Meet Dennis Wolf, my mom’s only maternal cousin, who was born on July 9, 1945. My mother was 13 at the time of his birth so definitely old enough to understand just how much this new baby boy meant to everyone, especially his parents. The story of his birth and the happiness it brought to everyone was constantly talked about in our family.Dennis was the only child of Aunt Frances, my grandmother’s sister, and her second husband, Henry “Bear” Wolf. Frances had lost her first husband when he passed away only a few years after their marriage – they had no children. Bear had also been married before and also lost a spouse, but being about 18 years older than Aunt Frances, had two adult sons from his first marriage. Because of the deep love and regard everyone had for him, Dennis was a constant and regular presence in our lives. Mom regularly commented on how sweet Dennis was – how loved he was. Of course she didn’t have to tell me. I heard others speaking of him in the same manner every time we visited my Aunt’s home. His photo, the one at the start of this post, was everywhere. No visit was complete without my Aunt Sophie – Frances’ sister – picking up his photo and kissing it and saying “and here is little Dennis.”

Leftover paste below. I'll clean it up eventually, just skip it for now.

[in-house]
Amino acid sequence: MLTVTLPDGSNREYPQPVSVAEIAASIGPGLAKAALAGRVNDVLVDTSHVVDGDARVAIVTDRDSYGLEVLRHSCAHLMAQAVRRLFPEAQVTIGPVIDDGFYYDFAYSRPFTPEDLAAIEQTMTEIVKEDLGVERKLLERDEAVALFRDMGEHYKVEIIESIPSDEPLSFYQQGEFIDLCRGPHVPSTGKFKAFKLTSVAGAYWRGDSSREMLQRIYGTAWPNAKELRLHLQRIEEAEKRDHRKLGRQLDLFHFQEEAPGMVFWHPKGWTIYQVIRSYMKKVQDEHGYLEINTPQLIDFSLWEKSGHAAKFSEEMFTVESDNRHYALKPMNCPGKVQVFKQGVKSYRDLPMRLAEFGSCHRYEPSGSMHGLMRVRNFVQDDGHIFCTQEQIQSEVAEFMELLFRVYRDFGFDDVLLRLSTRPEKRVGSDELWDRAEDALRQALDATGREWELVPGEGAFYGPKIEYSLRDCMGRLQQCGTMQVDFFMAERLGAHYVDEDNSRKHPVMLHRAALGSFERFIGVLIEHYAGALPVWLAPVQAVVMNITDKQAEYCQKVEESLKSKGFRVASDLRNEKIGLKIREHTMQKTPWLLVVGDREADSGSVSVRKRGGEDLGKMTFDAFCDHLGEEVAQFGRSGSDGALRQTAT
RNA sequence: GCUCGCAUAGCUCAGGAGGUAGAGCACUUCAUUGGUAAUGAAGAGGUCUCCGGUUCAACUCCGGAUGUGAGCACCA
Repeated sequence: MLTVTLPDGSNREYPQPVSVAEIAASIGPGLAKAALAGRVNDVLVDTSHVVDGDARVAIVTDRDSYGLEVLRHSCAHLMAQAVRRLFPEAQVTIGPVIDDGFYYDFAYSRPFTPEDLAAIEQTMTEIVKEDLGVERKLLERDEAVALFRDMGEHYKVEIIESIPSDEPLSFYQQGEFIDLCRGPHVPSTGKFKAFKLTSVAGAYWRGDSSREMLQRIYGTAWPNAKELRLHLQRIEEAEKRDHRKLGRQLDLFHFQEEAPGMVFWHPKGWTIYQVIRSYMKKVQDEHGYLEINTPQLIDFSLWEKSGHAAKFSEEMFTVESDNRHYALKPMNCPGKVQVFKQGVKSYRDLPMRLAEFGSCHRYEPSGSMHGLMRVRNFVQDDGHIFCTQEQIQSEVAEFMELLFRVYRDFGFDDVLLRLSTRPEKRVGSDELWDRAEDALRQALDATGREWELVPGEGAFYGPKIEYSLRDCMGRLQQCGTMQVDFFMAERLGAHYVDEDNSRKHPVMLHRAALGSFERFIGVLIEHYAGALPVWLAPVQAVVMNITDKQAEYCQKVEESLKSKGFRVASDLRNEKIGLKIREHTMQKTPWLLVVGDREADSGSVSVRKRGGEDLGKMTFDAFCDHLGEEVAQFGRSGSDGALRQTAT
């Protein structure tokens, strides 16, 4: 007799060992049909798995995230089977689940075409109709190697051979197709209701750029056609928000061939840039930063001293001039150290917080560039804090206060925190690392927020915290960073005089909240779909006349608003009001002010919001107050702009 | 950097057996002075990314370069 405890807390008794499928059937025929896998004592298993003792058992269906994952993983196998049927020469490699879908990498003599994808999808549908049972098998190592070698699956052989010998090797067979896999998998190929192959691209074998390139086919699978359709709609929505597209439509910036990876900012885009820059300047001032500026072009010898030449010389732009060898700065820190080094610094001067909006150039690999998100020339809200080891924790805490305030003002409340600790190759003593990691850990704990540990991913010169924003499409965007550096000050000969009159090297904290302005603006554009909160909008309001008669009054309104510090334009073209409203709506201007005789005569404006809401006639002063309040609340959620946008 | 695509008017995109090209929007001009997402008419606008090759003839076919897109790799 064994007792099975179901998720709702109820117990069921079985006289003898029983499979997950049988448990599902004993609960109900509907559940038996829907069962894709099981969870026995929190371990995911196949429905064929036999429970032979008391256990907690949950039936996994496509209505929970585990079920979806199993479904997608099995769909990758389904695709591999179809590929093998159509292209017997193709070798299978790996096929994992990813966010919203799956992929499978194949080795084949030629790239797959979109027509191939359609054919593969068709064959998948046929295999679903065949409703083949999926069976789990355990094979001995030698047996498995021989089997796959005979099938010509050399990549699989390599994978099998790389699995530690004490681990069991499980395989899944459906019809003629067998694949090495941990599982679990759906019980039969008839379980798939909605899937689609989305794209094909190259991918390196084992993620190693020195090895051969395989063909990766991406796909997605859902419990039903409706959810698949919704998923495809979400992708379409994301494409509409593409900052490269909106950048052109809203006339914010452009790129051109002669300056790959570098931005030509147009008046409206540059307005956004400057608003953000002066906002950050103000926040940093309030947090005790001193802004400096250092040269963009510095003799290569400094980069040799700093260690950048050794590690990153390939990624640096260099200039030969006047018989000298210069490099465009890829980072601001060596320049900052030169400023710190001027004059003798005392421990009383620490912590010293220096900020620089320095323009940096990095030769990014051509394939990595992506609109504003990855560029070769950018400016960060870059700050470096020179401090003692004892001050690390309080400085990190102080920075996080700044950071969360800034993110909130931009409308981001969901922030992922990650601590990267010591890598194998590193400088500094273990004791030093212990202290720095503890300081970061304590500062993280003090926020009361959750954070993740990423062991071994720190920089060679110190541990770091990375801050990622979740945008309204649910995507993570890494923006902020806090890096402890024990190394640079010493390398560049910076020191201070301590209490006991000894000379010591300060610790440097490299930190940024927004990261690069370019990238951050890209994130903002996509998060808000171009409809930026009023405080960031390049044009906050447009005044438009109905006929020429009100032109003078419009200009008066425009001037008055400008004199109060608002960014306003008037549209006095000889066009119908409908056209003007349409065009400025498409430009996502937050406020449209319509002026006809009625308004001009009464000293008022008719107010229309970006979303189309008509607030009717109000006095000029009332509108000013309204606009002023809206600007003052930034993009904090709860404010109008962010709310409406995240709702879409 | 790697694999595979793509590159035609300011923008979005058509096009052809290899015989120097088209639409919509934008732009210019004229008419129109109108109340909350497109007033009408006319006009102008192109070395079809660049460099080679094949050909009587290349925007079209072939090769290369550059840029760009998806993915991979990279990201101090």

My brother and I were welcomed into the family about 20 years after Dennis was born. I wish I could share with you the times Dennis played with us when we visited. I wish I could tell you about the time he took us for ice cream or to a ball game. And I wish I could share all the fun times we had with him when we all got together at Thanksgiving and Christmas. But I can’t because Dennis didn’t make it past age 6. He came down with the measles, and before he could recover, he caught another illness from someone and ended up with pneumonia. Within a week of getting the measles and after five days of being treated in the hospital, he passed away. My mom always said the same thing about his death, “his little body just couldn’t fight both diseases.”Although physically gone, Dennis lives on through the expressions of love and through, what I now understand to be, sorrow. As much as the love for him brought a smile and wistful look, his loss brought sadness and tears to the eyes of every family member. And I am sure his death is one of the main reasons my mother made sure we were vaccinated as babies even scrapbooking the proof of it in our baby books. Unfortunately for me, the measles, mumps, and rubella (MMR) vaccine was not yet available when I was a child. According to my mom, I contracted them all over the years, fortunately not all at once. The only one I remember is the mumps which due to the severity of the case I had caused my little head to swell to grotesque proportions. My experience was horrific enough that when I had my own children twenty years later, I made sure my babies were all vaccinated so they would never have to go through that. All of Dennis’ relatives are gone now except for me, my brother, and Uncle Louis – my mom’s brother. We all carry on the story of “little Dennis” and so far those of my children who have their own kids are definitely choosing to protect them by ensuring they are vaccinated. Today I decided to share the story with all of you because I fear people are forgetting the losses, the ever present sorrow, and the sadness of a life lost too soon. People no longer remember the family stories of how a sweet and loveable child who means everything to a family slips away while those who love him look on helplessly. Except today we are not helpless, and perhaps by sharing stories of #whyivax can help others understand its importance, spare the loss of loved ones before their time, and give a little boy or girl a fighting chance.